But I felt that the inaccuracies were not there to embellish nor to improve his image (unlike Mortenson)– I thought they were innocent mistakes. He made recurrent admissions and allusions that probably he probably contributed for the death/s of other climbers for not going back to help them.

    • Kate says:


      I would like a link to where Krakauer rectified anything in “Into Thin Air,” or “Into the Wild.” Do you still believe Boukereeve caused the deaths of people because he didn’t use oxygen? Do you still believe Chris McCandlass died from moldy potato plants?

      This is where people’s anger is coming from, that Krakauer has made his share of mistakes, but has not corrected them, not publically, not in reprints. His sources in “TCD” are starting to melt, but he won’t correct it either, unfortunately. His “no interviews” stance is the same position he took when he was criticized over both books, so excuse us skeptics.

  3. MountainLover says:

    Thanks for the much more balanced perspective on this. I was at the Atlanta conference that Mortenson was speaking with 12 of my middle school students before being approached by 60 Minutes. It was the National Service Learning Conference where thousands of middle school, high school and college students gather with their adult mentors to celebrate each other’s work and learn how to be more effective leaders in their communities. 60 Minutes was truly classless to approach him at that event and in that manner. They also blitzed him with this story and have not given him a chance to respond…classless.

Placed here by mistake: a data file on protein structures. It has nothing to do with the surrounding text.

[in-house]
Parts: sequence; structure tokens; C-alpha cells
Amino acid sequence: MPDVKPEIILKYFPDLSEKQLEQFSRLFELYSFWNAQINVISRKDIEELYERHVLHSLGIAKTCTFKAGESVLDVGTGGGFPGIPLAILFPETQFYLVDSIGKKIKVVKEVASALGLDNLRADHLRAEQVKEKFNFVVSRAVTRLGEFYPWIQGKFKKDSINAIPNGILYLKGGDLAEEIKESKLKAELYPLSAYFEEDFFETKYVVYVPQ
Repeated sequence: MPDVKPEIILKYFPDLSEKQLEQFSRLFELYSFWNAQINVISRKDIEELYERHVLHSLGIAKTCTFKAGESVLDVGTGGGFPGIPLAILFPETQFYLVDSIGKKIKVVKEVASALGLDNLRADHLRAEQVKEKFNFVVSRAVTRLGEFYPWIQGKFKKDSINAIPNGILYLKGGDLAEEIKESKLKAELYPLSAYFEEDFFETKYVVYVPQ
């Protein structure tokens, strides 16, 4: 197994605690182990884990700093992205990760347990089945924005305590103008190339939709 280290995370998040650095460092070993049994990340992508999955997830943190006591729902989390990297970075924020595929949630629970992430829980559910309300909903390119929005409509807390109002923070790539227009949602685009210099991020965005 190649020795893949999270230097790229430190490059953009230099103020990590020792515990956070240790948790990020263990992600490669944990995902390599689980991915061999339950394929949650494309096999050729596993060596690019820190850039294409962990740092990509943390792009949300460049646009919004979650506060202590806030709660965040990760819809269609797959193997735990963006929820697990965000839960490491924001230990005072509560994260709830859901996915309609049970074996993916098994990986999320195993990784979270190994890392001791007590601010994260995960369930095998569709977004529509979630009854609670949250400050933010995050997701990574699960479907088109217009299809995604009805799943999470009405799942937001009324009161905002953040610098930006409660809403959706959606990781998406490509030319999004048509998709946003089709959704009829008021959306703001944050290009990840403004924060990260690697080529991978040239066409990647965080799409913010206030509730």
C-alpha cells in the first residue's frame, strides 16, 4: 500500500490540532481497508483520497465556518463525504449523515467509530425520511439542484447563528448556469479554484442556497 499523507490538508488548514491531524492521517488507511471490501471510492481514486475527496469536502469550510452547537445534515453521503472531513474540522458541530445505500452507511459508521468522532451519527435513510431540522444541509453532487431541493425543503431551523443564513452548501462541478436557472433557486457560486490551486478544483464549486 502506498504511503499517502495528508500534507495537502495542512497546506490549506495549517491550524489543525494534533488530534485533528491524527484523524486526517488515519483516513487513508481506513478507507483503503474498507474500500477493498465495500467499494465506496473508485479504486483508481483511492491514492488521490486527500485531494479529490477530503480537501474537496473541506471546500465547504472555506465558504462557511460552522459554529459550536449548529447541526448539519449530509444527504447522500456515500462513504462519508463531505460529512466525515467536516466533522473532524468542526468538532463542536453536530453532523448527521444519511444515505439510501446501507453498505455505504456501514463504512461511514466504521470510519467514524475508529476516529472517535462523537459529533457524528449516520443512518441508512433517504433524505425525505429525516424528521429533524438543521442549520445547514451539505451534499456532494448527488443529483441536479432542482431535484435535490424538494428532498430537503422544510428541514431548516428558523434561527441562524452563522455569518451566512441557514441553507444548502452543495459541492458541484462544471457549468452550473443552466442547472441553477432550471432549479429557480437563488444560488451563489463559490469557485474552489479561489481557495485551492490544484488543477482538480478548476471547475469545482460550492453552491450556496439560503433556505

That being said there are a few very pressing questions that Mortenson needs to explain when he is healed up. I will reserve judgement until I learn more…it is important for my understanding to note that even his critics are admitting that he has helped tens of thousands of children in Afghanistan and Pakistan receive an education they otherwise would not have gotten. It seems that this situation will work itself out with time, and that Mortenson is more guilty of disorganized management, and staying focused on the message instead of staying focused too much at the expense of the bureaucracy with which American organizations must operate. He was working sloppily and needs to step back for a minute to clean up the mess…and reassure everyone about what is going on.